Sunday, August 31 2014 3:28 PM EDT2014-08-31 19:28:29 GMT
Disturbing pictures of an injured kindergartner from Pascagoula have made a mother's call for action go viral online.More >>
Disturbing pictures of an injured kindergartner from Pascagoula have made a mother's call for action go viral online. Friends and family of a Pascagoula kindergarten student have created a Facebook page and GoFundMe.com account claiming the girl was attacked on the playground this week by another student.More >>
We've all heard it before - women can tolerate pain better than men. But the battle of the sexes is heating up after a new study shows.... well, maybe women are wrong.
According to a new study by Leeds Metropolitan University, men can tolerate more pain than women and are less likely to react to it because they want to appear macho.
The study, which was printed in the October issue of the European Journal of Pain, show that because of gender stereotypes men tend to act stoically when they are hurt whereas women show more sensitivity.
Dr. Osama Tashani recruited more than 200 British and Libyan student volunteers, who underwent experimental pain tests.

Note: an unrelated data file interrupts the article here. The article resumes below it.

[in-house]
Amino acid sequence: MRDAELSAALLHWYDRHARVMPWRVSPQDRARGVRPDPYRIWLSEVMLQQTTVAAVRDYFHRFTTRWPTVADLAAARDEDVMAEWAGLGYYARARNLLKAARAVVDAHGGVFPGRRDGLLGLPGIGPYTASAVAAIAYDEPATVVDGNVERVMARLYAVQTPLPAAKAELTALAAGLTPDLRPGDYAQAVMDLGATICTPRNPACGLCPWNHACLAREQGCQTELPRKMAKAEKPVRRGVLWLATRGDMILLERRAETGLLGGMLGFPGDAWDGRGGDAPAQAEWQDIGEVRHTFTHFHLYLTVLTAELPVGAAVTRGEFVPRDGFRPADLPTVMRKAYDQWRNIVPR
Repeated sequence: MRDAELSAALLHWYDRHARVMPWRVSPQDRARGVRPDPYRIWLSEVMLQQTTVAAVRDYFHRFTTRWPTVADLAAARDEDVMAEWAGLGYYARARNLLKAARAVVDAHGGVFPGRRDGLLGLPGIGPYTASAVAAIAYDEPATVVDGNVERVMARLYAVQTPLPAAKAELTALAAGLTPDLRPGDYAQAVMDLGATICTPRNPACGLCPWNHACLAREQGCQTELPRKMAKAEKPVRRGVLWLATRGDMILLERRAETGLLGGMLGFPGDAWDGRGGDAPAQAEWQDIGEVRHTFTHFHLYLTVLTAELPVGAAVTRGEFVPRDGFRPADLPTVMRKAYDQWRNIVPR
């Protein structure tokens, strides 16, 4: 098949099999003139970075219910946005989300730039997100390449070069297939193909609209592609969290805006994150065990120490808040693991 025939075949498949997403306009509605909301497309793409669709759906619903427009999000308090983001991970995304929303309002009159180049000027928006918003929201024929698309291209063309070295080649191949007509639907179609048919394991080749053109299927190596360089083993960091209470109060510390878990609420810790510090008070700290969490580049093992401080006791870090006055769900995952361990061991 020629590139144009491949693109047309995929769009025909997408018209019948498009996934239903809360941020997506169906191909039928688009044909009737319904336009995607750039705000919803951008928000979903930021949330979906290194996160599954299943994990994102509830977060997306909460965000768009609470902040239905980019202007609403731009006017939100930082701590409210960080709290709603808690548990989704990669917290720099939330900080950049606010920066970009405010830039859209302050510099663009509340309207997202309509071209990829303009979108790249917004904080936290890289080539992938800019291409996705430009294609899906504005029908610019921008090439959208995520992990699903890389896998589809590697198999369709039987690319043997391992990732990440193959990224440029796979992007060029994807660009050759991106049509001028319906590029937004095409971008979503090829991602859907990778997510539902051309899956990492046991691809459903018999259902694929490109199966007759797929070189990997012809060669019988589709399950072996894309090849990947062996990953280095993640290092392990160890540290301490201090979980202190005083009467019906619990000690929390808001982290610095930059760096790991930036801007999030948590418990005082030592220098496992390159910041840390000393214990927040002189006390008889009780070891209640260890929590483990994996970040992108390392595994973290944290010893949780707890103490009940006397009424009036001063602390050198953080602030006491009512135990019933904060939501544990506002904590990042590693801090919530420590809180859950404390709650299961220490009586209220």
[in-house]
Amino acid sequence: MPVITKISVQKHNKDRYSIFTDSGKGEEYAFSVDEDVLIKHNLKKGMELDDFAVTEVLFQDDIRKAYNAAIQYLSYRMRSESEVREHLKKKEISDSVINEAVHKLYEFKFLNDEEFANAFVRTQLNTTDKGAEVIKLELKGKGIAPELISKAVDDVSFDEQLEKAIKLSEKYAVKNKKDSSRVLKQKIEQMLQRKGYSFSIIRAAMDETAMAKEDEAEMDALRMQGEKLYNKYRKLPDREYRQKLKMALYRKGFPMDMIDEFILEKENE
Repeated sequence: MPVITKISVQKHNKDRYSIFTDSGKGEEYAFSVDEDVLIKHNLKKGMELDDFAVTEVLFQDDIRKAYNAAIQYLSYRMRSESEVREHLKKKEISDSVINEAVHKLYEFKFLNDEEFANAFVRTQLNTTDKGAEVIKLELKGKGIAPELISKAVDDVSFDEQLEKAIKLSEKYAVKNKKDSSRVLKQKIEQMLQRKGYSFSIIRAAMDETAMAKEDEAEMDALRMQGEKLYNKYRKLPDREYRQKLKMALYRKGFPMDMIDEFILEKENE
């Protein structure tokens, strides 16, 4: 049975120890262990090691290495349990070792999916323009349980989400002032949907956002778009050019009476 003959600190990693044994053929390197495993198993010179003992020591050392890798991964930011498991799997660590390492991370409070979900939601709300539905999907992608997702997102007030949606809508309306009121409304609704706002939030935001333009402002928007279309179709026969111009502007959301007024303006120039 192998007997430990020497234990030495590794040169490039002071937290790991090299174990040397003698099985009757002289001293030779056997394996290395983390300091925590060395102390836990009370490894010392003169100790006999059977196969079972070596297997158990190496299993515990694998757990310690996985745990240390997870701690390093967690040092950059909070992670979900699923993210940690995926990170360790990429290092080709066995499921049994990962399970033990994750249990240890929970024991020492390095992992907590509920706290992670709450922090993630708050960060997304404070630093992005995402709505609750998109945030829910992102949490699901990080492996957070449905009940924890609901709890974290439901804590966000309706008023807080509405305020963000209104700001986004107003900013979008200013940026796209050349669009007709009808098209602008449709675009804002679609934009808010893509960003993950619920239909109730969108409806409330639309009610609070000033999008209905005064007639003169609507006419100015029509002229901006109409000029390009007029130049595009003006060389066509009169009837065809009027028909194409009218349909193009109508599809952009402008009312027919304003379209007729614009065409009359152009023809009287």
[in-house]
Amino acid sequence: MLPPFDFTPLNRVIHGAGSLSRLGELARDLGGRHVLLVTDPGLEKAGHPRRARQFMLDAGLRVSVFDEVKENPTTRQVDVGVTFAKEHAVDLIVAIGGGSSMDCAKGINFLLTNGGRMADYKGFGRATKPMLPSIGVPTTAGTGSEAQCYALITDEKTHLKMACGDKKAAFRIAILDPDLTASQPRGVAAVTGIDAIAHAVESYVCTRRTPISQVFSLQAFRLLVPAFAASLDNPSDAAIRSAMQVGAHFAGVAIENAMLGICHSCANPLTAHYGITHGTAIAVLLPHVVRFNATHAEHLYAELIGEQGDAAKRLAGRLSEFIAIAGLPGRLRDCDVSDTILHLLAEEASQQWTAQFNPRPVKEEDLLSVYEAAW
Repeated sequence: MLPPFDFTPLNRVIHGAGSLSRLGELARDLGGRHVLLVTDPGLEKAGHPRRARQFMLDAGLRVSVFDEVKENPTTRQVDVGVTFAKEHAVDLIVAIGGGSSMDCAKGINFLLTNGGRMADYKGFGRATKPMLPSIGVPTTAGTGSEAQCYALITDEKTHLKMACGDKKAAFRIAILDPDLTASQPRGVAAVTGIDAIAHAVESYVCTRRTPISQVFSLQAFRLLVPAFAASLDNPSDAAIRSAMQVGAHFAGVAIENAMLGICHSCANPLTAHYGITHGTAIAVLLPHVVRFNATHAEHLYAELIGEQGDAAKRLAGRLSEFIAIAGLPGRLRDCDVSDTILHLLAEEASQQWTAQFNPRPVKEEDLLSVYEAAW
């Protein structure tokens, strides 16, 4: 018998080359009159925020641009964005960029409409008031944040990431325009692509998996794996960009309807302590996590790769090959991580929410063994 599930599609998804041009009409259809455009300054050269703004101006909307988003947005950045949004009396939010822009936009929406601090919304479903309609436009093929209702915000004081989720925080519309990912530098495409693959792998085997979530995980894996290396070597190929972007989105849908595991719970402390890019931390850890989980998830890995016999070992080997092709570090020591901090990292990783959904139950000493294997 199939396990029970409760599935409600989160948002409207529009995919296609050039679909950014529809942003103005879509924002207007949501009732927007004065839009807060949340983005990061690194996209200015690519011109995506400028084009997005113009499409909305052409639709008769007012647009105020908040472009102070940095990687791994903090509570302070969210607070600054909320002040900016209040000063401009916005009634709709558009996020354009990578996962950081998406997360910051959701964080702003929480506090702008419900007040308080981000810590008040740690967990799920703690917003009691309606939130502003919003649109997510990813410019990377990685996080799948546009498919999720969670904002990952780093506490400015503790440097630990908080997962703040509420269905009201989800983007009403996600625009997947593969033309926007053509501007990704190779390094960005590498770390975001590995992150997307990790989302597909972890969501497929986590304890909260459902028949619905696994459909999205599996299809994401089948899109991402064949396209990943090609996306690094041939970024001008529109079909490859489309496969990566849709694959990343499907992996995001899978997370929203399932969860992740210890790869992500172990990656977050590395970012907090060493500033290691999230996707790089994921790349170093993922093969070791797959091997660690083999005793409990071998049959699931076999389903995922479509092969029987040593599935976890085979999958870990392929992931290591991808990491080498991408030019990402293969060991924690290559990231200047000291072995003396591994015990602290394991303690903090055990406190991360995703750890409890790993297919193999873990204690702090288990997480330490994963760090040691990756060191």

"Traditionally high levels of stoicism are associated with men and high levels of sensitivity associated with women," Dr. Tashani said. "Some ethnic groups are described as more stoic, while others are viewed as more free in expressing their pain behaviour."
Tashani said the four factors taken into account in the study were individual sensitivity and endurance, stereotypical endurance, individual willingness to report pain and stereotypical sensitivity.
The result of the two-year study?
Men had higher pressure pain thresholds and lower pain intensity ratings than women.
"The research found that of the volunteers, men considered themselves less sensitive, more tolerant to pain and less willing to report pain than a typical woman," according to the study. "Likewise, women rated themselves as more sensitive and less tolerant to pain and more willing to report pain than a typical man."
British volunteers could not endure as much pain as Libyan participants but were more willing to report it.